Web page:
The celebration will include a benefit for the organization, which is a community-based bike shop and non-profit organization that provides educational/job training programs and encourages environmental stewardship and everyday bicycle use. The auction will feature twelve orange NY400 Batavus Bicycles (only 200 exist in the world) and bike-themed art.

Other bikes and biked themed objects such as bike jewelry, bike animal sculptures, bike chairs, bike lamps, and more will be for display and sale. All proceeds directly support Recycle-A-Bicycle’s youth and environmental programming.

In this past year alone, Recycle-A-Bicycle (RAB) has worked with more than 1,000 young people and collectively pedaled more than 10,000 miles. On average, RAB salvages 1,200 bicycles each year from the waste stream, diverting a total of 36,000 pounds of waste from NYC’s landfills.

Visit www.recycleabicycle.org for more information or to donate to the organization.

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Tuesday, December 8, 2009

New Brooklyn Green Team Eco-Challenge

The Brooklyn Green Team is back with a new challenge: reconsidering red meat. Join them and eat less beef! According to Treehugger, red meat is the most resource-intensive food on the table and eating less of it can be the single most green move a person makes.

A couple of alarming facts the team shares with us:

A study in New Scientist magazine reported that the production of one kilogram of beef produced as many greenhouse gases as three hours of driving.

Experts predict that by 2050 nearly twice as much meat will be produced as today, for a projected total of more than 465 million tons. (Worldwatch Institute)

Other types of meat (chicken, fish, pork, turkey, and venison) are excluded from the challenge, sign up by emailing brooklyngreen@gmail.com. Visit the Green Team's blog for more information, resources and encouragement.

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Park Slope Petitions Obama For Leadership On Climate Defense

The Eagle received this press release:

On Sunday, Park Slope citizens had a chance to tell President Barack Obama that real cuts in carbon emissions are necessary to avoid environmental catastrophe, as activists from the Park Slope Greens and Parents For Climate Protection collected signatures to send to the White House.

In under two hours the activists collected close to 150 signed pledge cards from Brooklynites, stating that US legislation and policies must cut climate pollution by at least 25 percent to 40 percent below 1990 levels by 2020, and to reduce greenhouse gas emissions 80 percent to 95 percent by 2050. These are the targets that climate scientists say are necessary to avoid a climate crisis.

The Obama administration’s earlier announcement of cuts of 6 percent from 1990 levels fall far short of the warnings of the scientific community.

In addition to posters and literature about the climate defense movement, the activists displayed a dozen home-made ice globes that melted in the afternoon sun to symbolize the need for climate defense now, as glaciers and arctic sea ice recede every year.

Activists in attendance included David Pechefsky, Green Party 2009 Candidate For City Council, and Gloria Mattera, Green Party Candidate For Brooklyn Borough President in 2005.

The pledge cards will be mailed to the White House before President Obama appears at the Copenhagen conference on December 18th.

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Thursday, December 3, 2009

Three Brooklyn Students Are Finalists in 'Green Teen' Essay Contest

Six New York City students — three from Brooklyn — were finalists in the second annual Green Teens Essay Contest. It was a competition which invites young writers ages 12 to 18 to submit a 300-word personal essay about how they will help Mayor Bloomberg implement MillionTreesNYC, which is a PlaNYC initiative to plant and care for one million trees by 2017.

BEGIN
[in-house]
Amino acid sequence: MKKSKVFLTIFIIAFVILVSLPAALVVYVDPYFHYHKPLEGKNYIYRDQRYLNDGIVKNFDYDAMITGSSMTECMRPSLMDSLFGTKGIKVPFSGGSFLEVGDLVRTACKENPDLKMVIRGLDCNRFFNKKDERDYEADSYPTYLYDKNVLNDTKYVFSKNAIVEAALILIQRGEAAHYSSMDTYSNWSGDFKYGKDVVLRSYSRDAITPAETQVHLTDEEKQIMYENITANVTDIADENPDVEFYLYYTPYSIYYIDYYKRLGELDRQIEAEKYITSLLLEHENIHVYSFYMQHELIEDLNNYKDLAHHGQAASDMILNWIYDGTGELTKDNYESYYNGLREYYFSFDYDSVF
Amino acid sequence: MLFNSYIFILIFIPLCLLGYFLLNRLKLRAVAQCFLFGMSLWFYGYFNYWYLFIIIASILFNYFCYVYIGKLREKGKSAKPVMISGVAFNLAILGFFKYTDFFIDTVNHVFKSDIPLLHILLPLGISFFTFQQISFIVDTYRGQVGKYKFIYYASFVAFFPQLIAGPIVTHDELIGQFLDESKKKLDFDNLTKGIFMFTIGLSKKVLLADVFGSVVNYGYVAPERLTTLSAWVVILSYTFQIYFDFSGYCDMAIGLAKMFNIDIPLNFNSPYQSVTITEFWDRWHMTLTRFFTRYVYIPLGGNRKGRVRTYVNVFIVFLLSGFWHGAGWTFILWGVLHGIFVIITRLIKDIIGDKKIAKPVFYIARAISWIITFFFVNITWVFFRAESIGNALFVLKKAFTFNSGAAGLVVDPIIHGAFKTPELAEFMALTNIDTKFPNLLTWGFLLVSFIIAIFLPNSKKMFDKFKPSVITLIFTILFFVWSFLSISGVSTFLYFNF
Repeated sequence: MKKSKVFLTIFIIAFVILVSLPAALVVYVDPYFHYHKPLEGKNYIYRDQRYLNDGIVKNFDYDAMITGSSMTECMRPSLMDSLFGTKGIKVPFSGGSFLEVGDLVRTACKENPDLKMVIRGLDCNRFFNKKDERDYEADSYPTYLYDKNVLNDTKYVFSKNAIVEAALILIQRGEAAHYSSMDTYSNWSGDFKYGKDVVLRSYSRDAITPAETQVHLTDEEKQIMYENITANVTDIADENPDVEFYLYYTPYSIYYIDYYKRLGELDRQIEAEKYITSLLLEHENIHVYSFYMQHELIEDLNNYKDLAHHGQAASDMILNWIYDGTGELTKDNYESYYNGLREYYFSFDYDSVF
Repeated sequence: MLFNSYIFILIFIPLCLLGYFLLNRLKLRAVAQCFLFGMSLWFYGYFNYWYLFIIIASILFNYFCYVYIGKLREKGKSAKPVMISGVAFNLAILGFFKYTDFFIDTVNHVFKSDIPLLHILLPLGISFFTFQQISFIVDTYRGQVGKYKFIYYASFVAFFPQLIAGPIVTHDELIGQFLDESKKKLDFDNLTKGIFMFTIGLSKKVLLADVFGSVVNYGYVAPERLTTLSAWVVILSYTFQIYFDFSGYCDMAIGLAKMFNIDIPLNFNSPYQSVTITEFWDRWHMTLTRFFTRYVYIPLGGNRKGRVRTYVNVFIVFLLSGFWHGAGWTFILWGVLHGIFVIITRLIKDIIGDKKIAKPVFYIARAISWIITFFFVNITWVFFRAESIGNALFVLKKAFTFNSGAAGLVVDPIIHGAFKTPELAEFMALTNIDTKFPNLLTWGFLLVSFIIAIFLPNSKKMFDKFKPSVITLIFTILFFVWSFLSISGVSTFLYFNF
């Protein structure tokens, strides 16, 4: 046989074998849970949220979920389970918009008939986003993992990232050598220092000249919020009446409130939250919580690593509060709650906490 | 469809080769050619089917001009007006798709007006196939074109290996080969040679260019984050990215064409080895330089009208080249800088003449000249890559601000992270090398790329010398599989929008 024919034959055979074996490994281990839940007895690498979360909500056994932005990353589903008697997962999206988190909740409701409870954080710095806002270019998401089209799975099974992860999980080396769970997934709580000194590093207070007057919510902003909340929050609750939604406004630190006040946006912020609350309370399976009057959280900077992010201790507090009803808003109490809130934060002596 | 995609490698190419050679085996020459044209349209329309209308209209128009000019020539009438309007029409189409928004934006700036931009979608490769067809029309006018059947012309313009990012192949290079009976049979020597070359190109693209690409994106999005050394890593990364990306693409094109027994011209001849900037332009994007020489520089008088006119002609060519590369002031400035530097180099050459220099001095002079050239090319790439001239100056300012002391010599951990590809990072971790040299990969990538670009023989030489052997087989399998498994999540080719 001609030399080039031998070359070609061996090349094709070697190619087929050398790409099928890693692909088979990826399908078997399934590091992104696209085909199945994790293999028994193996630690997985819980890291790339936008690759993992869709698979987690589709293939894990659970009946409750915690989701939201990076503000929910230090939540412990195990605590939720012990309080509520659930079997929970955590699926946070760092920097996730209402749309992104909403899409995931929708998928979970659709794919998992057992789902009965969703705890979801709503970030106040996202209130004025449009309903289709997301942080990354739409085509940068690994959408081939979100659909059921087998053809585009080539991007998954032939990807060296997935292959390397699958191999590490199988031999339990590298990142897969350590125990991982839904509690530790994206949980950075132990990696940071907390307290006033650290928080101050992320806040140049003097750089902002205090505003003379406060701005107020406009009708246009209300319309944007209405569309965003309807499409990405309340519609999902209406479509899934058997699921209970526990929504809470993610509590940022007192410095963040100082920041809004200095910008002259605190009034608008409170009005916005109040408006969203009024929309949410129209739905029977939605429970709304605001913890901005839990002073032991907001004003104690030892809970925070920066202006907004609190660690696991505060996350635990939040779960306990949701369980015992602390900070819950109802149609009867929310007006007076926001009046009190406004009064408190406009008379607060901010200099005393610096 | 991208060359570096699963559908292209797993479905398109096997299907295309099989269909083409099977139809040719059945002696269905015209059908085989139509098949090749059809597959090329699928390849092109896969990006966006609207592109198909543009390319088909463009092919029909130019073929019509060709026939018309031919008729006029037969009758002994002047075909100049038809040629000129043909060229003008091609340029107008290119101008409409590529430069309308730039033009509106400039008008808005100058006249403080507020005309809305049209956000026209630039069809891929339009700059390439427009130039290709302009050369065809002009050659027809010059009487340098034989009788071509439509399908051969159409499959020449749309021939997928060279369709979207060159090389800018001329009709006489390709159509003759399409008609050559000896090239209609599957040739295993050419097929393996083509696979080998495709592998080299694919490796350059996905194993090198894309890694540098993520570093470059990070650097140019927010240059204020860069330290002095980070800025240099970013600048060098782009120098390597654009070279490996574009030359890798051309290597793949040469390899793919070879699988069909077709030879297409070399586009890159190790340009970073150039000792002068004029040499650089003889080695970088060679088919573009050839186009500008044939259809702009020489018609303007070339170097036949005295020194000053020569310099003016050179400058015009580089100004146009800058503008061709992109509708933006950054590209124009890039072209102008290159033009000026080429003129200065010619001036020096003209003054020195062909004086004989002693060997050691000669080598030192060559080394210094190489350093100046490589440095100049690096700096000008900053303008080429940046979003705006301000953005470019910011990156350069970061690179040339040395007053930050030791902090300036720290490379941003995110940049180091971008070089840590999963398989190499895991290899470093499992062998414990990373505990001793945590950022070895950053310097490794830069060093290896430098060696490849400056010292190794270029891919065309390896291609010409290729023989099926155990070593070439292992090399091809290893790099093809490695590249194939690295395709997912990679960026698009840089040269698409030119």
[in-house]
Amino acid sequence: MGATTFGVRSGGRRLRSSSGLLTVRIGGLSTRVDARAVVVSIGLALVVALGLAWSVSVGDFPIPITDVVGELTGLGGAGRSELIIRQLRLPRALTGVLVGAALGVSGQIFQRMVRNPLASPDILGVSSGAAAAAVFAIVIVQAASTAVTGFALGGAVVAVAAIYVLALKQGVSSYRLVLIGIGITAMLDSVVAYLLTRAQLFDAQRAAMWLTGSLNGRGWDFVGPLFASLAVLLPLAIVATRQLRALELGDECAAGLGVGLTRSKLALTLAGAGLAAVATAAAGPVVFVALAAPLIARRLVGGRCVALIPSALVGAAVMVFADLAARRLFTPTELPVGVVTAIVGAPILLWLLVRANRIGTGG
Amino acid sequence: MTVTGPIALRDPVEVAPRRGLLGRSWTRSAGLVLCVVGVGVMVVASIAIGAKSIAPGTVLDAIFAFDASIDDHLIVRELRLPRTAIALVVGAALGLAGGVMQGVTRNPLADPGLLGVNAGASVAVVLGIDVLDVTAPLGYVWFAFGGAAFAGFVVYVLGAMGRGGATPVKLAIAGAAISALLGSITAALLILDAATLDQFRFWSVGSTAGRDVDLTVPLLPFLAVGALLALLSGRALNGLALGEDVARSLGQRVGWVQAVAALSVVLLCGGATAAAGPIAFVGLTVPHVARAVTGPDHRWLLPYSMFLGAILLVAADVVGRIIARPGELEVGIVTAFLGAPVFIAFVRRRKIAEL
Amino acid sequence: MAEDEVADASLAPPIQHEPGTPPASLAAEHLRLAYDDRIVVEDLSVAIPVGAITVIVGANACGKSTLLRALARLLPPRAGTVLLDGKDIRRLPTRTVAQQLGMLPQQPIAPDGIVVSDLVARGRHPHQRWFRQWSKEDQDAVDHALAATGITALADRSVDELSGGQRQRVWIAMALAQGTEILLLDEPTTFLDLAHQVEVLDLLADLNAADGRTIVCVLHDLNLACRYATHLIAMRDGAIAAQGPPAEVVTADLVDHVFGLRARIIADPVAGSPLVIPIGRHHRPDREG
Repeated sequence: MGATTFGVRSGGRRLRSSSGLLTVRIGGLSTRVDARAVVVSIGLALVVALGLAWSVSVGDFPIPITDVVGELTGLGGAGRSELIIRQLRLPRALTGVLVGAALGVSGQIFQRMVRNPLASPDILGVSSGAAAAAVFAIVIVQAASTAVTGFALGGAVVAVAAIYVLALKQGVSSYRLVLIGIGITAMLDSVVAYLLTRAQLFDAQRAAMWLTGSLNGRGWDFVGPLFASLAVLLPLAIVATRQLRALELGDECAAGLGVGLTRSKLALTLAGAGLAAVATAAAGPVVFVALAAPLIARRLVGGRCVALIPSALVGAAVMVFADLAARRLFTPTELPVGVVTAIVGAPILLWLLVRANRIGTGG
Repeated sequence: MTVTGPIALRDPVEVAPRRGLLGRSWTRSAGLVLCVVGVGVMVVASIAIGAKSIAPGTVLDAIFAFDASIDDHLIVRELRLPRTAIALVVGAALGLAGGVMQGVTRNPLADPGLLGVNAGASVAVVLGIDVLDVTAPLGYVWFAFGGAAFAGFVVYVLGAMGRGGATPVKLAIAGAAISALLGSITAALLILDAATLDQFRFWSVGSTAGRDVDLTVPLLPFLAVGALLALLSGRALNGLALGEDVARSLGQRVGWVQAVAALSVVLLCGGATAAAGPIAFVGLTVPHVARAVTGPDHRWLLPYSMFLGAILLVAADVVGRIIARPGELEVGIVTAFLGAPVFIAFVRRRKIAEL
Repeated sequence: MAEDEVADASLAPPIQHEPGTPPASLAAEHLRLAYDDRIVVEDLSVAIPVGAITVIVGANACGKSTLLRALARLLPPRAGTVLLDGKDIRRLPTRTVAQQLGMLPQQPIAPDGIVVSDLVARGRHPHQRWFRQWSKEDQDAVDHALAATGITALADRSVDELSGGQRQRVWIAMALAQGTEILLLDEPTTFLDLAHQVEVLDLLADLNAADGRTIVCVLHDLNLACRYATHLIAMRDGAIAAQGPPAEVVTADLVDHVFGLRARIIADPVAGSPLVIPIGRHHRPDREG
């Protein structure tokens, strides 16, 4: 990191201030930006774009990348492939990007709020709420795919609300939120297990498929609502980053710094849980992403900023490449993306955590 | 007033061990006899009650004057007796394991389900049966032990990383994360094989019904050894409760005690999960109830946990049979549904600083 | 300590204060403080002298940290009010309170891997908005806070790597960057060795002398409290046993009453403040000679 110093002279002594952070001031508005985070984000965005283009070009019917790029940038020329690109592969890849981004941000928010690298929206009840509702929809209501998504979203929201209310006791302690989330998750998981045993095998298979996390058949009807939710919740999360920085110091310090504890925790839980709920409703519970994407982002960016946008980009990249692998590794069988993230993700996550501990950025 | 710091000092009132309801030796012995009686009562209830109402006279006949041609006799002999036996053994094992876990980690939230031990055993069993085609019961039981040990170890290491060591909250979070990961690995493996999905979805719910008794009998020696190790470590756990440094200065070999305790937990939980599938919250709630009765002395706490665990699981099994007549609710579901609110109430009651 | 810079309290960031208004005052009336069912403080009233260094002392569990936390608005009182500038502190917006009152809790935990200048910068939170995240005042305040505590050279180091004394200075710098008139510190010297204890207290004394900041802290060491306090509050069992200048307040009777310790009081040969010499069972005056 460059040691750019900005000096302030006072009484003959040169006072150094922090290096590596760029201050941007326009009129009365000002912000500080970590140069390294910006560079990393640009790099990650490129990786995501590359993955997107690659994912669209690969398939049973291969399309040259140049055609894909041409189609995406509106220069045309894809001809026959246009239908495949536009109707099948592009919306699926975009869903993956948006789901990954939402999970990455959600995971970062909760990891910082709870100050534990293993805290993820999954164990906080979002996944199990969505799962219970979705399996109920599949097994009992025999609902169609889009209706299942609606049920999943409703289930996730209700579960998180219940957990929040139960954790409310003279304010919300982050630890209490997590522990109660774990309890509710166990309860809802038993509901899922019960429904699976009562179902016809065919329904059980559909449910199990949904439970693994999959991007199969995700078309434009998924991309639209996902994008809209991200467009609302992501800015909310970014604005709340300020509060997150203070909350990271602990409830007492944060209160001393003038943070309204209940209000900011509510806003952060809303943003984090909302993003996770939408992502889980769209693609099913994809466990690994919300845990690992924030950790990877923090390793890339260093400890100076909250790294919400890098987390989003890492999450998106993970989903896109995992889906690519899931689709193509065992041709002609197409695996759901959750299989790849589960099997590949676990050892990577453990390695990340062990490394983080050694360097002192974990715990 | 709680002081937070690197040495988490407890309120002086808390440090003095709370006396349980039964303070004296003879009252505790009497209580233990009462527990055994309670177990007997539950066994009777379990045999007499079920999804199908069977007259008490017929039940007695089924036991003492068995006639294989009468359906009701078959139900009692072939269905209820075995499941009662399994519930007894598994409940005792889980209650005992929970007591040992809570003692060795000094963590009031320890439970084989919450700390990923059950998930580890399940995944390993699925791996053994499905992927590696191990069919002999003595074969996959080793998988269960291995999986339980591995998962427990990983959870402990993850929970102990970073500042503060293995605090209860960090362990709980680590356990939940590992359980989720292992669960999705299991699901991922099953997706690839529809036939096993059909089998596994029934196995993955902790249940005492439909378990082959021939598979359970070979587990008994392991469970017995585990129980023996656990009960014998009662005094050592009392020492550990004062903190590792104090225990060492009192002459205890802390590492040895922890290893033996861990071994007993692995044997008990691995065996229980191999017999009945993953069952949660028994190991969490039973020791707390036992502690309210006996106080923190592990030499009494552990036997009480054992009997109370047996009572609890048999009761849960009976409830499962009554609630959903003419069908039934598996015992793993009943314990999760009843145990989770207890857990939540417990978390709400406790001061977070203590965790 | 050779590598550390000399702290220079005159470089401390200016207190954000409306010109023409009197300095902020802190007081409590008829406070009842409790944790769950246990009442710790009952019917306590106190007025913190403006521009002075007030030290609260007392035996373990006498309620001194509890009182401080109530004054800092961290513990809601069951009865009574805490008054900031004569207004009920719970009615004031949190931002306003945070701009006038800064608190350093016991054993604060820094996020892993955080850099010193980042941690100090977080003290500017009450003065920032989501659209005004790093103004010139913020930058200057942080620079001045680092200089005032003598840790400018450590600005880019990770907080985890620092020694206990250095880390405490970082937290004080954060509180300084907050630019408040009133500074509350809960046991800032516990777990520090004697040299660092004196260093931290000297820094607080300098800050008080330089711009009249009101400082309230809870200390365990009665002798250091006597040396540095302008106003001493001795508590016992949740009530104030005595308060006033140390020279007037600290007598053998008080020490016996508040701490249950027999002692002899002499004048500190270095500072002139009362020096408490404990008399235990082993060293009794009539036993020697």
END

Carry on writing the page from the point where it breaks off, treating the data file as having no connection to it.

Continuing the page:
The grand prize winner of the contest (who was from Manhattan) received $1,000, two runners up received $500 each, and three honorable mentions received $100 each.

“Growing young minds through environmental awareness is the key to success in greening New York City,” said Parks Commissioner Adrian Benepe. “These green teens have demonstrated a savvy understanding of the immense health and environmental benefits of trees, and they have generated a number of creative ideas to engage even more New Yorkers in MillionTreesNYC. We look forward to working with the essay finalists to further develop their ideas for implementation and help create a greener, greater New York City.”

Runner up Nedine Dobson, 17, from Clara Barton High School in Crown Heights titled her essay, “A Melting Pot of Beautiful People With Beautiful Trees,” and in it wrote, “Each school district should be responsible for involving each school in the district to embark on a go green project. The project will require groups of students to be responsible for the design of areas in their school district to plant trees — this initiative promises to make New York, with its melting pot of beautiful people, a garden of beautiful trees.”

Eric Murray Datcher, 16, from the Bushwick High School for Social Justice, earned an honorable mention with his essay, writing, “The key to the Mayor’s plan is involving the youth of New York City. There are young people throughout the city who are simply waiting for an opportunity to make a major change. The Million Trees project could be that change to unite the youth in a positive project. I believe I can use my strong voice to gather more students, young people, and community members to beautify more places throughout New York City.”

Jamel Irby-Shabazz, 12, of Park Place Middle School in Park Slope, also earned an honorable mention with his essay, in which he wrote, “Every month we will get teens to sign up as a special citizenship program with the NYC Parks Department to help plant trees. Teens will then make a difference in their community and experience something positive in their community. The teens will also be able to place their family name on the trees. I also believe that a million trees will equal a million healthy breaths. A million healthy breaths can help a brain learn and be more conscious about the environment in which we live.”